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Showing Goldfish

Any goldfish can be entered into a goldfish show — and here's how to do it.

By Stephen M. Meyer

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Q. What does it take to get my goldfish into a fish show? What do you win? What do you do with the fish? My fish has two different colored eyes. Is this rare? It is a red and white ryukin, about 4 inches long. Would it be competitive? How big an aquarium does it take to get five goldfish like it to grow up to full size?

A. Many goldfish owners enjoy the fun and excitement of freshwater fish shows. Although I do not personally show my fish, I can think of no better way to learn the current standards for quality animals. Seeing and comparing the fish of other hobbyists, listening to the observations of the judges and noting the rankings of entrants, and discussing quality characteristics with breeders will greatly accelerate your goldfish rearing and appreciation skills.

Goldfish shows are sponsored by local goldfish enthusiasts. To find out if there is a dedicated goldfish club in your area contact the Goldfish Society of America. Even if there is no local goldfish club many aquarium societies have goldfish and pond sections that are very active. Contact them for information about shows, competitions and meetings.

With rare exceptions (such as special professional breeders shows) there are no barriers to entering any fish you might wish in a competition. Be prepared, however, to accept serious criticisms of your favorite pet.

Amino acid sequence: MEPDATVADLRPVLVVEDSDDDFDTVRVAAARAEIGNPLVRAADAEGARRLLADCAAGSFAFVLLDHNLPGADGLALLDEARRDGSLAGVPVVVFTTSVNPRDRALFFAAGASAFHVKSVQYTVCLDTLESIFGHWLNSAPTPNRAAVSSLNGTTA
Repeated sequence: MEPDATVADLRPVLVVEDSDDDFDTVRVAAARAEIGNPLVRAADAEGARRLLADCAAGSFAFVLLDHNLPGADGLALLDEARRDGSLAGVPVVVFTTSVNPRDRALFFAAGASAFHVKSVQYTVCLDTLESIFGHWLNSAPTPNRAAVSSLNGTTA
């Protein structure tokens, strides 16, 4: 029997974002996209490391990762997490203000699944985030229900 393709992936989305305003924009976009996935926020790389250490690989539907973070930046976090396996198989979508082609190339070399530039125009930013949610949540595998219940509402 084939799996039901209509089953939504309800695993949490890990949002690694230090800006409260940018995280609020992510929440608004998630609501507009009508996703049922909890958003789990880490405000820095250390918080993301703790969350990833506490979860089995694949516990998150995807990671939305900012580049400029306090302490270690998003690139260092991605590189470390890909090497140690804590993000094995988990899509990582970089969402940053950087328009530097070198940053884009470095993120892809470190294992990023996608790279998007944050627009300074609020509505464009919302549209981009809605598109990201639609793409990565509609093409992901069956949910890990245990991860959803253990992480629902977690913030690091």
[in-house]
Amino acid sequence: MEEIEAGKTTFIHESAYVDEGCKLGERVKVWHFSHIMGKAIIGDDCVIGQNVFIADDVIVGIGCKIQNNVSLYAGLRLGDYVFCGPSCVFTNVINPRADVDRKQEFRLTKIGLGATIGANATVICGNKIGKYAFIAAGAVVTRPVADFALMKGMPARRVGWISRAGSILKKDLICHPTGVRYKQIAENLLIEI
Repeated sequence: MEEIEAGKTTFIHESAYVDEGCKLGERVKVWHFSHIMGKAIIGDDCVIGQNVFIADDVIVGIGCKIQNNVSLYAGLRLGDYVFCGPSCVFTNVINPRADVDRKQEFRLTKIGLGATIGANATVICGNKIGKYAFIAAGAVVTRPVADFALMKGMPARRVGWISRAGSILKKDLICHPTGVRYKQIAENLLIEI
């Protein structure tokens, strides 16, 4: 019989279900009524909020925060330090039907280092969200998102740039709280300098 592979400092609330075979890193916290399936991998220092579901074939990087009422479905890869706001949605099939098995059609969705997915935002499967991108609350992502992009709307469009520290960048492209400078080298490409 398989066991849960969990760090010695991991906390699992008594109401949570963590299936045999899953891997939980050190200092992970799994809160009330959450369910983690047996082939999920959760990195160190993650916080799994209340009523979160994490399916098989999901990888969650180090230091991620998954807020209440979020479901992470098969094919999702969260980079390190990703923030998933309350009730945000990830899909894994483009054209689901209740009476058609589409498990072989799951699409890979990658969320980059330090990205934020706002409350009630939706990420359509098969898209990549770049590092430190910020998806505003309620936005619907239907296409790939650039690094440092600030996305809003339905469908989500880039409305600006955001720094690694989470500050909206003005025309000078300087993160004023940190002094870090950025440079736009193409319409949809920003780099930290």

Competitions are not for hobbyists who are overly sensitive. You may have to confront the awful truth that your "perfect" specimen goldfish is really quite ordinary (or even substandard) to the discerning and experienced goldfish hobbyist. If you can take honest critiques, however, you will learn an incredible amount, and perhaps return in the future with a real winner.

All of which begs the question about your ryukin. There is no way that I can judge the competitiveness of your fish. The standards for quality goldfish are multifaceted and highly dependent on direct observation (including the behavior of the animal at the show). Most competitions will provide you with a list of standards for assessing, in a very general way, if your fish might be of show quality.

What you win depends entirely on the show. It might be an aquarium, fish food or a trophy. From a breeder's perspective a fish that wins a competition has a higher value both as breeding stock and for sale. For example, I saw a koi that friend paid $200 for in March sell for $1500 in May after winning a local show. Did the fish's value really increase more than seven times in two months? To the person who bought the winning fish the answer must have been yes.

Lastly, on your two technical queries: Two different colored eyes are not rare in goldfish. They might even be considered a negative quality in a competition.

To raise a half-dozen quality goldfish to full size and the best chance of competitive conformity I would suggest a 1500-gallon pond or larger — about 250 gallons per fish. The pond should be about 20-inches deep and heavily planted with submergent, floating leaf, and emergent aquatic plants.

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